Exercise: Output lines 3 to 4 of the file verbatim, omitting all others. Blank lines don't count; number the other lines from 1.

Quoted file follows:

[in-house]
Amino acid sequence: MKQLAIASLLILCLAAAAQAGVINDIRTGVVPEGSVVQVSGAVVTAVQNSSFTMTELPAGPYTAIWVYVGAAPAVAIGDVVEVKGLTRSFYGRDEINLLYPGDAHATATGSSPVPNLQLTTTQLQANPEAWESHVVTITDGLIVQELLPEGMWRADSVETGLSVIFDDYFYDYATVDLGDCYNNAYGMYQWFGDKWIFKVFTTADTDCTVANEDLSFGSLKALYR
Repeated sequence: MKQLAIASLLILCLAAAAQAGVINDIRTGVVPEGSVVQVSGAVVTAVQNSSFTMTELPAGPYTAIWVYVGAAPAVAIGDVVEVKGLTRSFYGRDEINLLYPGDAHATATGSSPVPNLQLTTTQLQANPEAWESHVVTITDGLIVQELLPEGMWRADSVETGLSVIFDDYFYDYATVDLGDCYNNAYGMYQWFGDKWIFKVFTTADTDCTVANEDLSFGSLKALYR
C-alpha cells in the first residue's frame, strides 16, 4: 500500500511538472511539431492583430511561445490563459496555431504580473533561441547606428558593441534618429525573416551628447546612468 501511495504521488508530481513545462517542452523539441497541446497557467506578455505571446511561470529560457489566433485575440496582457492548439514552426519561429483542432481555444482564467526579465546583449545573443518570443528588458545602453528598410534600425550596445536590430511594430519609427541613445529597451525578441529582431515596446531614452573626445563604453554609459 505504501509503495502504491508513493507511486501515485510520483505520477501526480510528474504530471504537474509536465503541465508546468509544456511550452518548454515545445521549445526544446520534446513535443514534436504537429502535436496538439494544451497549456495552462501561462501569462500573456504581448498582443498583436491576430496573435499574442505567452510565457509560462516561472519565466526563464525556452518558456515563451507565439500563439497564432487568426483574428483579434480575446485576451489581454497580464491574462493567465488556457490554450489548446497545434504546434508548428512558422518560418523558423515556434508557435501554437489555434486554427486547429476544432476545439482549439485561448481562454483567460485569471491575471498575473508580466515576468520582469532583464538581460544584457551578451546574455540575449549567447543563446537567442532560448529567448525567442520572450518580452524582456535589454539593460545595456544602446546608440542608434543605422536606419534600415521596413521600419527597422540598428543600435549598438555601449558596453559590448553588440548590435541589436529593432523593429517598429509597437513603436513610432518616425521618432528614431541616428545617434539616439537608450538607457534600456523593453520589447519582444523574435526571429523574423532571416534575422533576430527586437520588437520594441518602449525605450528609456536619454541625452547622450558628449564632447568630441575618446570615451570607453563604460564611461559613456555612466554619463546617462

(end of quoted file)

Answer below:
Repeated sequence: MKQLAIASLLILCLAAAAQAGVINDIRTGVVPEGSVVQVSGAVVTAVQNSSFTMTELPAGPYTAIWVYVGAAPAVAIGDVVEVKGLTRSFYGRDEINLLYPGDAHATATGSSPVPNLQLTTTQLQANPEAWESHVVTITDGLIVQELLPEGMWRADSVETGLSVIFDDYFYDYATVDLGDCYNNAYGMYQWFGDKWIFKVFTTADTDCTVANEDLSFGSLKALYR
C-alpha cells in the first residue's frame, strides 16, 4: 500500500511538472511539431492583430511561445490563459496555431504580473533561441547606428558593441534618429525573416551628447546612468 501511495504521488508530481513545462517542452523539441497541446497557467506578455505571446511561470529560457489566433485575440496582457492548439514552426519561429483542432481555444482564467526579465546583449545573443518570443528588458545602453528598410534600425550596445536590430511594430519609427541613445529597451525578441529582431515596446531614452573626445563604453554609459 505504501509503495502504491508513493507511486501515485510520483505520477501526480510528474504530471504537474509536465503541465508546468509544456511550452518548454515545445521549445526544446520534446513535443514534436504537429502535436496538439494544451497549456495552462501561462501569462500573456504581448498582443498583436491576430496573435499574442505567452510565457509560462516561472519565466526563464525556452518558456515563451507565439500563439497564432487568426483574428483579434480575446485576451489581454497580464491574462493567465488556457490554450489548446497545434504546434508548428512558422518560418523558423515556434508557435501554437489555434486554427486547429476544432476545439482549439485561448481562454483567460485569471491575471498575473508580466515576468520582469532583464538581460544584457551578451546574455540575449549567447543563446537567442532560448529567448525567442520572450518580452524582456535589454539593460545595456544602446546608440542608434543605422536606419534600415521596413521600419527597422540598428543600435549598438555601449558596453559590448553588440548590435541589436529593432523593429517598429509597437513603436513610432518616425521618432528614431541616428545617434539616439537608450538607457534600456523593453520589447519582444523574435526571429523574423532571416534575422533576430527586437520588437520594441518602449525605450528609456536619454541625452547622450558628449564632447568630441575618446570615451570607453563604460564611461559613456555612466554619463546617462